Menthol & flavoured tobacco

A growing number of jurisdictions are banning flavoured tobacco in an effort to reduce smoking initiation among young people. However, many jurisdictions have exempted menthol from flavour bans, which, in most countries, is the most popular flavour. To date, only two jurisdictions have committed to prohibiting menthol: Brazil and the European Union.

We recently examined the use of flavored tobacco products in Canada. In 2010, Canada prohibited most flavours in cigarettes, with the exception of menthol. The study consisted of a nationally representative sample of more than 31,000 Canadian students in grades 9 through 12. Approximately 52% of young tobacco users used flavored products in the previous 30 days. Flavored tobacco use varied by product type and ranged from 32% of cigarette smokers reporting menthol smoking to 70% of smokeless tobacco users reporting using flavored product in the previous 30 days. Overall, the suggest that the flavour ban has had little or no impact on reducing rates of flavoured tobacco use among youth. Indeed,  more than half of tobacco users in grades 9 through 12 in Canada use flavored tobacco and menthol use was approximately 6 times higher among youth smokers compared to estimates of menthol use among adults.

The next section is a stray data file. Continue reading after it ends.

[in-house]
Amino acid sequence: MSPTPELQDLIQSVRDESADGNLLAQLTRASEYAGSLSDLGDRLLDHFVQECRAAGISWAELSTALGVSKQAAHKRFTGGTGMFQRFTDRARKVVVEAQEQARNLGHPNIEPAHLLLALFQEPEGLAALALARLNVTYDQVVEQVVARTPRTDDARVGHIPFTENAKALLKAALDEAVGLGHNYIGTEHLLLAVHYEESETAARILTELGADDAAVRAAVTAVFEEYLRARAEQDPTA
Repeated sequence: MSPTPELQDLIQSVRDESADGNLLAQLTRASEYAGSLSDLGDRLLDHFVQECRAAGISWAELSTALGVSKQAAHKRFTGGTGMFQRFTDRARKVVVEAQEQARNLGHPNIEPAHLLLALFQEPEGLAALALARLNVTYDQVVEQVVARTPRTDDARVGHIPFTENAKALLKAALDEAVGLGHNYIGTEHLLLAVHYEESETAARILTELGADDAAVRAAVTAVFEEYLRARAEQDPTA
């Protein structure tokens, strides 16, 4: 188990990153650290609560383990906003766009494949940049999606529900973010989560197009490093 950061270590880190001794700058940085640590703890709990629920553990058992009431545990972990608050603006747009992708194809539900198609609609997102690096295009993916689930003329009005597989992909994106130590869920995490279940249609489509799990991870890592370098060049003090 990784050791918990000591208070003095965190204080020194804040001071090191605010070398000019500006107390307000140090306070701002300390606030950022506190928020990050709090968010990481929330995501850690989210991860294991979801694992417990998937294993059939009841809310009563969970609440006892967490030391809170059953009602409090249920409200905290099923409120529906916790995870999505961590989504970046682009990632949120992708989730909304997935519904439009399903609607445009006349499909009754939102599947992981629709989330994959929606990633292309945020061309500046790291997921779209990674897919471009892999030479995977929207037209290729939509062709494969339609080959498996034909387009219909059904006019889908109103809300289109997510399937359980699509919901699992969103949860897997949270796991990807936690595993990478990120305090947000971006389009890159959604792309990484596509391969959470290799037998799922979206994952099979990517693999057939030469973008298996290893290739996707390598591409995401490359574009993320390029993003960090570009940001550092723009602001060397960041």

Read the full paper here→

A second paper using the same data set examined teh association between menthol use and smoking intensity among youth. The unadjusted average number of cigarettes reported by menthol smokers was 6.9 compared with 4.6 among non-menthol smokers.  Similar results were found using the total number of cigarettes smoked in the past week. Additionally, menthol smokers had greater odds of reporting intent to continue smoking compared with non-menthol smokers. Overall, the findings of this study along with existing evidence suggest the need for banning mentholated tobacco products in Canada, in part because of its significant effect on adolescent smoking.
Read the full paper here→

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